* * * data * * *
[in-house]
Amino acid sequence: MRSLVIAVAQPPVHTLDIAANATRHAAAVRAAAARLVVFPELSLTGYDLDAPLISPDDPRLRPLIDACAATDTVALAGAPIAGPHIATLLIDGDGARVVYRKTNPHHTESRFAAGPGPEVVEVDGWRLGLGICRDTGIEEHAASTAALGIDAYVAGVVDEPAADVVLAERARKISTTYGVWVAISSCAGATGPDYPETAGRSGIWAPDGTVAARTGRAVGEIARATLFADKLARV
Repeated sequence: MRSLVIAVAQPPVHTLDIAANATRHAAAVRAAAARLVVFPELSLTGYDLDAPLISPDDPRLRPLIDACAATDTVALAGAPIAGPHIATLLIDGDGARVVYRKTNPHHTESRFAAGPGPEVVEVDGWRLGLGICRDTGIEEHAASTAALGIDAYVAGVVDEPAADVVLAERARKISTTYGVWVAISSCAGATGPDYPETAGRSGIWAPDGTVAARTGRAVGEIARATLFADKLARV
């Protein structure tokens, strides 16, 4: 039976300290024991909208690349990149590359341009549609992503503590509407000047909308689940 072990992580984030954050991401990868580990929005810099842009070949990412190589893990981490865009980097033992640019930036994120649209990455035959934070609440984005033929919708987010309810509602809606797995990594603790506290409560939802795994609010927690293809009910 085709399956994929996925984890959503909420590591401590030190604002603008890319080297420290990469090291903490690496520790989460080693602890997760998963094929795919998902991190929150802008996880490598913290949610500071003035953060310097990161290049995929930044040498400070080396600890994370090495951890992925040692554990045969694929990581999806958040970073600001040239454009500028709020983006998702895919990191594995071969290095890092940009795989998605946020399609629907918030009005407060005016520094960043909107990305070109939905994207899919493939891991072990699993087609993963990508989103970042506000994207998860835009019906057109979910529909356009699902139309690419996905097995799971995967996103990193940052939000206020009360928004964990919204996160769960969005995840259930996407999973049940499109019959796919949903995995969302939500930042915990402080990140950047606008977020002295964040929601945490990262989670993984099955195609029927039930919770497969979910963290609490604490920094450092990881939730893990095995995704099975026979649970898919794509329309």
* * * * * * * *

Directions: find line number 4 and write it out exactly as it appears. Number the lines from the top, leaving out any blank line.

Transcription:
């Protein structure tokens, strides 16, 4: 039976300290024991909208690349990149590359341009549609992503503590509407000047909308689940 072990992580984030954050991401990868580990929005810099842009070949990412190589893990981490865009980097033992640019930036994120649209990455035959934070609440984005033929919708987010309810509602809606797995990594603790506290409560939802795994609010927690293809009910 085709399956994929996925984890959503909420590591401590030190604002603008890319080297420290990469090291903490690496520790989460080693602890997760998963094929795919998902991190929150802008996880490598913290949610500071003035953060310097990161290049995929930044040498400070080396600890994370090495951890992925040692554990045969694929990581999806958040970073600001040239454009500028709020983006998702895919990191594995071969290095890092940009795989998605946020399609629907918030009005407060005016520094960043909107990305070109939905994207899919493939891991072990699993087609993963990508989103970042506000994207998860835009019906057109979910529909356009699902139309690419996905097995799971995967996103990193940052939000206020009360928004964990919204996160769960969005995840259930996407999973049940499109019959796919949903995995969302939500930042915990402080990140950047606008977020002295964040929601945490990262989670993984099955195609029927039930919770497969979910963290609490604490920094450092990881939730893990095995995704099975026979649970898919794509329309």